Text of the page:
Morris's strategy is like that the Trockaderos used with their Swan Lake—Front-load the jokes, and then gradually transform the parody into A) neutral classicism and then B) break your heart, all joking aside, with sincere emotional Romantic style. Actually it's not as simple as that, for it comes in waves rather than as a steady change—nothing in the wild-and-crazy party scene is as gut-bustingly funny as the Merry-Melody Waltz of the Vegetable Kingdom, where the dancers virtually wallow in the rich juices of all those French horn chords. But as the music of the grand pas begins, the tone of the dancing changes into something quite exalted—the lovers acknowledge each other in the grandest, clearest gestural language—"She's my girl," he says, lifting his arm and saluting her as a pair of dancers raise her up and wheel her through the skies, and she reciprocates, the same gesture, the same helicoptering lift.
And it keeps getting more romantic. Both of them dance to the celesta music (i.e., the Sugar-Plum Fairy's solo), and where the music imitates the "warning-sound" of French chiming clocks, he kisses her—on the hand—she dances away, shudders, comes back for more, he kisses the other hand, and kisses her and kisses her and kisses her. I can't think of a stronger instance of a choreographer's finding the REAL meaning of a musical effect; Tchaikovsky was picking up an element in Hofmann's text—the excitement inherent in that audible spring-release which comes five minutes before the chime goes off—which he incorporated among the other clockwork effects he built into the Sugar-Plum Fairy's variation. Tchaikovsky made a little abstract drama of them, packing them together stretti—followed by a "delirious" cascade of tiny little notes in the celesta—to which in The Hard Nut Marie dances a little dance of mounting excitement almost gone over the top. The dance ends with them spinning and spinning, joined in an unending kiss. Not even Romeo and Juliet makes so much out of a kiss—and, in a show that's so "gay-friendly," maybe I need to emphasize that it is a heterosexual kiss.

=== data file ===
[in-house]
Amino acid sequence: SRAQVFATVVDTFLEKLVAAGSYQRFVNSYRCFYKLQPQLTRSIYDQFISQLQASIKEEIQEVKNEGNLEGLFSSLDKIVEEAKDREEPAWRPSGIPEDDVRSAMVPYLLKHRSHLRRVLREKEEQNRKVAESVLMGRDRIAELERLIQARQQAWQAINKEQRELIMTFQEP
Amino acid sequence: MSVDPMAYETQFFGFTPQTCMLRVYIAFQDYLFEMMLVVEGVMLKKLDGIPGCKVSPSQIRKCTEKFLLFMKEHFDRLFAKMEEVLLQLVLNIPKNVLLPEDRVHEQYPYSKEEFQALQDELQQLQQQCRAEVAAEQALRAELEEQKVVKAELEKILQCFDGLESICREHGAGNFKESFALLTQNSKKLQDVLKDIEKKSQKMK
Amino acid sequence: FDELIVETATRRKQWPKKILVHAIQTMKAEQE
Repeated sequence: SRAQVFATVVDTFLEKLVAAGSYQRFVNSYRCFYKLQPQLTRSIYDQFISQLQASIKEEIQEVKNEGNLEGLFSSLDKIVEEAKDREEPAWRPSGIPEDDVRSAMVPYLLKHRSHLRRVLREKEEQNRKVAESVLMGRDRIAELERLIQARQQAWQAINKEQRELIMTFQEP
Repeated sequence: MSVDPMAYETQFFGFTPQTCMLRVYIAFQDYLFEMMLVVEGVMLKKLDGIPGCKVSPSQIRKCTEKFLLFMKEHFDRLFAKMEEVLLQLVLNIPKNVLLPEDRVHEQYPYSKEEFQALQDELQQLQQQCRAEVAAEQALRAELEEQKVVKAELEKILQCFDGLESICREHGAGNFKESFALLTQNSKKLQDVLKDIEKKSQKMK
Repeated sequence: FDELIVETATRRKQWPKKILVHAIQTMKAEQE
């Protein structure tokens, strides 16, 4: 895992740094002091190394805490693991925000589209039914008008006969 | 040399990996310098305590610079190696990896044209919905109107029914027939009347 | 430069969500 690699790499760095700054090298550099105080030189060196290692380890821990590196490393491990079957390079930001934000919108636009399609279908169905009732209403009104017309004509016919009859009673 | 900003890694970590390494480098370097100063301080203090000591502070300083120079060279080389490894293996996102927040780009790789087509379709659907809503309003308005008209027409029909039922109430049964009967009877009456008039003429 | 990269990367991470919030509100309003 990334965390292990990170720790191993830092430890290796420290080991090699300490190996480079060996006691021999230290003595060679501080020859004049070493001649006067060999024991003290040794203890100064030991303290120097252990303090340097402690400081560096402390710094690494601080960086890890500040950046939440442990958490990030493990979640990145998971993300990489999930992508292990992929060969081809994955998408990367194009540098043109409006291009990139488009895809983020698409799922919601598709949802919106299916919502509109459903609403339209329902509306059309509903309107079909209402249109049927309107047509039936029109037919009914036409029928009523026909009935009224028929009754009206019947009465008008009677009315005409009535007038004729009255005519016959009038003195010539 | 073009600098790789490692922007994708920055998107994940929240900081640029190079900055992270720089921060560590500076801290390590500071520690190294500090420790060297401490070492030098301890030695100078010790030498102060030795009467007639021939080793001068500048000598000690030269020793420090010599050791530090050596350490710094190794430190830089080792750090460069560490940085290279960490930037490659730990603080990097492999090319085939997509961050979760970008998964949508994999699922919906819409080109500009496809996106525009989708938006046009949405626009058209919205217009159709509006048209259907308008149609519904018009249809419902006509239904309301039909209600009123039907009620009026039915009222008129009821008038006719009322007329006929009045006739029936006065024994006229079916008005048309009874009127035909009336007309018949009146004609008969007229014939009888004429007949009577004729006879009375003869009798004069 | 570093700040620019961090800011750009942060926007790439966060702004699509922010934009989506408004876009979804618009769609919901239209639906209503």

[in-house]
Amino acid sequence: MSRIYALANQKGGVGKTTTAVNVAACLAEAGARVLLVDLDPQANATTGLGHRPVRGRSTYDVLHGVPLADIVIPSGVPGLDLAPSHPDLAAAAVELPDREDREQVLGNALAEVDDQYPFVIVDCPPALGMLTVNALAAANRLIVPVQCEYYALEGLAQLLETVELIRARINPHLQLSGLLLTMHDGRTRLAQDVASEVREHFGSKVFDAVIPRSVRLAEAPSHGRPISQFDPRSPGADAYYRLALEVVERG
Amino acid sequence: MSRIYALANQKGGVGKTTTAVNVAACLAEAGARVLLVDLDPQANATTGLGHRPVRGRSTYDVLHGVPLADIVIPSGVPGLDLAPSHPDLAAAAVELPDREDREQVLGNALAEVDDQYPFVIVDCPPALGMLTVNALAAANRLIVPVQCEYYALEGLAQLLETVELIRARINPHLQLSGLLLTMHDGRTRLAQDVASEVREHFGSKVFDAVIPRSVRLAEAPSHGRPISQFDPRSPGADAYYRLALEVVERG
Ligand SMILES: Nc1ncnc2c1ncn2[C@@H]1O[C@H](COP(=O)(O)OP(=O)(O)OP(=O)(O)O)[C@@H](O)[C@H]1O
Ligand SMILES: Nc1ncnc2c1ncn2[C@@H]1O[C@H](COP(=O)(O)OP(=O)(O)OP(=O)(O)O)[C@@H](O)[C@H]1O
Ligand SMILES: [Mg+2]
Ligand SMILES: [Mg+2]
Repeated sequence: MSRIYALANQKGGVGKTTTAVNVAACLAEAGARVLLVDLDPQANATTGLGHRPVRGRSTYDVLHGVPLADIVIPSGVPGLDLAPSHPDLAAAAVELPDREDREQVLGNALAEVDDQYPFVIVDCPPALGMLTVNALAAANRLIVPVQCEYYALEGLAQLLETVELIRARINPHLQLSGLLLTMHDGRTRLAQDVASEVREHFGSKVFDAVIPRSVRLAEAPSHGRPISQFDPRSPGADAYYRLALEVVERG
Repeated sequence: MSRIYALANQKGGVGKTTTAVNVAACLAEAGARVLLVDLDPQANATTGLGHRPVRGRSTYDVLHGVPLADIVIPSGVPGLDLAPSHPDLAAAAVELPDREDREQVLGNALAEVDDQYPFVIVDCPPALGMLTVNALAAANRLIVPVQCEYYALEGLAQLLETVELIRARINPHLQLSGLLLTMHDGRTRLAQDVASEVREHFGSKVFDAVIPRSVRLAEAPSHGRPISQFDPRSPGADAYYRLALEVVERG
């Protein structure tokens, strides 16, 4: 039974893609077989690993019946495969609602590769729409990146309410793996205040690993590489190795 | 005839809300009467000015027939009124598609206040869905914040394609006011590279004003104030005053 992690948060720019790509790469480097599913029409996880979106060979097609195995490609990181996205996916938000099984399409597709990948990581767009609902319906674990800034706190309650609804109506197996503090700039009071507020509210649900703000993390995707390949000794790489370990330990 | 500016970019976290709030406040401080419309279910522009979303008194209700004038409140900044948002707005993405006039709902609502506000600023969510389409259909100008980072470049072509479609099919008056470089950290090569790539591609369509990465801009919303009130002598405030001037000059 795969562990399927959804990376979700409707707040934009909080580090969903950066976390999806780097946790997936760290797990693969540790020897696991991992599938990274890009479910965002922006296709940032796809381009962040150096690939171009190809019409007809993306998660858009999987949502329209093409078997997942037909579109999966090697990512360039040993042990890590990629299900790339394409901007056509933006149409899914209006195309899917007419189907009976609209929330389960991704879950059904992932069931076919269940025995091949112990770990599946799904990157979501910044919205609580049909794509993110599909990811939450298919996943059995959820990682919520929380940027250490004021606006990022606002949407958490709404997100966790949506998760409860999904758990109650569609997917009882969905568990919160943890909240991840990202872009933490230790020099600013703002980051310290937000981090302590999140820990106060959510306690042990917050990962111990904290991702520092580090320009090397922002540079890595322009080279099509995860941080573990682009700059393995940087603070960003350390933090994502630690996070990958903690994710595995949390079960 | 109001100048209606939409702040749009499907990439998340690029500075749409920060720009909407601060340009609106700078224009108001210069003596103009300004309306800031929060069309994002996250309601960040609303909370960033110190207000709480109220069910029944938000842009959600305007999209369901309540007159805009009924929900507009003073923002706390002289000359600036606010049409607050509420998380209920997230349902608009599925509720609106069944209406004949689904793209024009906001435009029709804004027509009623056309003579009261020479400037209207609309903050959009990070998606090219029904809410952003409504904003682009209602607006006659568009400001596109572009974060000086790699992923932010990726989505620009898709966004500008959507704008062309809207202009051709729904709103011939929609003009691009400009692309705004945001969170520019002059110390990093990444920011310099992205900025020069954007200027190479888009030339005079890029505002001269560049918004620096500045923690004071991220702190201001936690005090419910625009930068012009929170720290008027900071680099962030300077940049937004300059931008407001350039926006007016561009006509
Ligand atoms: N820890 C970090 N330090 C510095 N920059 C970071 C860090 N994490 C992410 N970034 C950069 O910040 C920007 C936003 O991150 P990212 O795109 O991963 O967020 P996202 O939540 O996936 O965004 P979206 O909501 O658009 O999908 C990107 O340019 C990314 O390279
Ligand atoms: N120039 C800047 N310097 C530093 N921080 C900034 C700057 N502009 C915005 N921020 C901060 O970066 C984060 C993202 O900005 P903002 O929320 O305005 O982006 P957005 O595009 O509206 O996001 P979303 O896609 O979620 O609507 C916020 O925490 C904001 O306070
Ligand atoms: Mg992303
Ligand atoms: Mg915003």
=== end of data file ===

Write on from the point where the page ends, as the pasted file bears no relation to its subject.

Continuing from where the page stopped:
But the most tender gesture of all is a hand to the cheek. He reaches down, all the way to the ground, and then lifts his hand up and places it under her cheek, like a pillow—which becomes the support for a ravishing balance in attitude. In its most elaborate version, they both do this move, in profile to us, and with each supporting the other, both rise into attitude.
A pas de deux takes its character from its imagery and from the quality of the support the dancers give each other - and this one is as distinctive and surprising as that of Bugaku. It is also a repeat, almost verbatim, of a pas de deux Drosselmeyer danced with the Young-Drosselmeyer/Nutcracker character in Marie's first-act dream (to the Snow Transformation music). As indeed, Marie's first little dance to the celesta music is a repeat of her mother's solo at the very beginning of the show: precipitée sous-sus, precipitée precipitée sous-sus, precipitée precipitée precipitée sous-sus. Morris announces his motifs like Beethoven, and the uses he makes of them knit the fabric together at a profound level, which make me feel it's built to last.
I ran into a friend in the lobby as I left—we were both shaking our heads, wondering what had happened to us. It was like a dream.
First - Members
of the Mark Morris Dance Group in the The Hard Nut. Photo: Peter